Cà Vagine, an ancient postal and horse-changing station, introduces us to the long stretch, first slightly uphill and then downhill, leading to Foce di Cassana, which today is on a dirt road but was once a mule track that has been almost completely erased by modern roads. The search for a village known as Cassana would be in vain, as numerous nuclei are now included under this toponym, mostly located along the Via dei Monti route. The medieval route is easily identifiable here with the presence of the ancient Corneto nucleus, consisting of a long row of houses gathered around the main alley, which winds almost straight along a modest hilly ridge. After a section on the public road, the route continues inside the small village of Chiesa, with its interesting parish church, gradually losing altitude until it reaches the entrance to Borghetto di Vara, where it meets the Aurelia highway.

The continuation of the Via dei Monti to Brugnato unfortunately suffers from the profound changes made to the road network in modern times, made even more problematic by the damage caused to the village of Borghetto di Vara by the bombings of World War II. The original nucleus dating back to the 14th century has almost completely disappeared, along with the remains of the medieval hospice. The route follows the asphalted road that will lead us to Brugnato, but not before passing by the remains of the ancient bridge known as the “Roman” bridge, of which some imposing arches are still visible.

Brugnato, the seat of the ancient diocese created in 1133, preserves numerous monuments of particular value, starting with the Romanesque cathedral built on the foundations of two pre-existing religious structures.

The diocesan museum is housed inside the ancient episcopal seat and contains valuable documentation in various visitable rooms. In the lower part, there are remains of the original monastery. Sections of the walls are visible in Piazza Ildebranda, where the Via dei Monti leaves Brugnato to head towards the mountains. Just outside the village, an ancient path known as Reigada ascends to Serò, first through a wooded area and then through terraced cultivation. After crossing the village, a trail replaces the short asphalted section and, with a slight ascent, reaches Pieve di Zignago, the municipal seat. The route, circumventing Monte Dragnone, reaches the saddle of Monte Castellaro, from where it continues towards the Alta Via dei Monti Liguri, first on asphalt and then on dirt road, descending towards the Rossano Valley.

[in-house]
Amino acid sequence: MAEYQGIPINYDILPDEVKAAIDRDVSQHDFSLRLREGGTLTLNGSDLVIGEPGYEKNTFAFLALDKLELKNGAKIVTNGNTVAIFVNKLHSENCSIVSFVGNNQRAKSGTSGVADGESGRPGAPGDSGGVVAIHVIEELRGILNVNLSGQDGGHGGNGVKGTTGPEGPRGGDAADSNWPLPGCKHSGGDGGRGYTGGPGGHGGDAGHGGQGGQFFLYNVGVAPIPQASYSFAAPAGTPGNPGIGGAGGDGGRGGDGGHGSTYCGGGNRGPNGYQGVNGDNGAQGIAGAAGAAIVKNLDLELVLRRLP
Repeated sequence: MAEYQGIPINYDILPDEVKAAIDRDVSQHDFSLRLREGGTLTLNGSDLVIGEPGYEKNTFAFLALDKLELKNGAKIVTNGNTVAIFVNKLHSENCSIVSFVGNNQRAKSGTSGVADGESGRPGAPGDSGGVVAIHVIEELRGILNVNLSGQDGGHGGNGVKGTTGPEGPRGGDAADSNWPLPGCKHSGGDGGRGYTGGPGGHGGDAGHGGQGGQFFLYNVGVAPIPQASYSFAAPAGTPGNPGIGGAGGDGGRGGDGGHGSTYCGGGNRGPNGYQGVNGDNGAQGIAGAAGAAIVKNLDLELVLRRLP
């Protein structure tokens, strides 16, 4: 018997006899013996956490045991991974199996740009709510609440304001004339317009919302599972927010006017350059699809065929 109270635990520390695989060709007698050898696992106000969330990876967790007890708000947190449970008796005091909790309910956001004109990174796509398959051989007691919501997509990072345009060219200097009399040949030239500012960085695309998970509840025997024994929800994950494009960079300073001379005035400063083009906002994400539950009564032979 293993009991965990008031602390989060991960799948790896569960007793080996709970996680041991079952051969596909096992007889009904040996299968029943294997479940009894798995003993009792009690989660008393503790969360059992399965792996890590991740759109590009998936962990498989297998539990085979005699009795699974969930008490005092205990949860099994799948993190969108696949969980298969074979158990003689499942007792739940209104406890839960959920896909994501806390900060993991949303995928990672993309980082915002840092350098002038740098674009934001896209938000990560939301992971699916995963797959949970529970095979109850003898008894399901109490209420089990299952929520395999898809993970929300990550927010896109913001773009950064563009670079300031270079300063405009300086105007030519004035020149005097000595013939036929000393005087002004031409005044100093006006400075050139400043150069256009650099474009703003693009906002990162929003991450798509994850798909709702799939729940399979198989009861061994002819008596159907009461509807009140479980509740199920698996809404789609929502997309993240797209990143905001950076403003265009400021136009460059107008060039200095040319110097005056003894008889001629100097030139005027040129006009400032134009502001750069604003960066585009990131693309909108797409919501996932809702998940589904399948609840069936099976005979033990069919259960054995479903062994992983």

Two ancient stone bridges introduce us to the village of Valle, and from there, continuing through Chiesa and Castoglio, reachable via a forest path. From here, you reach Piagna with its characteristic fortified village and then ascend to the Pradadilara pass, from which you can enjoy views of the Alta Lunigiana and the peaks of the Apennines.

The first village encountered on the descent is Torrano, which is crossed using some vaulted pathways. Not far away, on the Gordana River, Cavezzana introduces us to the final part of the trail. A few kilometers away, the Giaredo narrows are worth a visit with the guides of Sigeric.

The last stretch of our journey is on asphalt. We enter Pontremoli through the ancient Casotto bridge. A little further on, after the Imoborgo tower, the Via dei Monti intersects with the Via Francigena, following a common route to the southern end of the city. The church of S. Pietro in Confluentu, for several centuries a prioria of the Diocese of Brugnato, represents the starting or ending point of the Via dei Monti.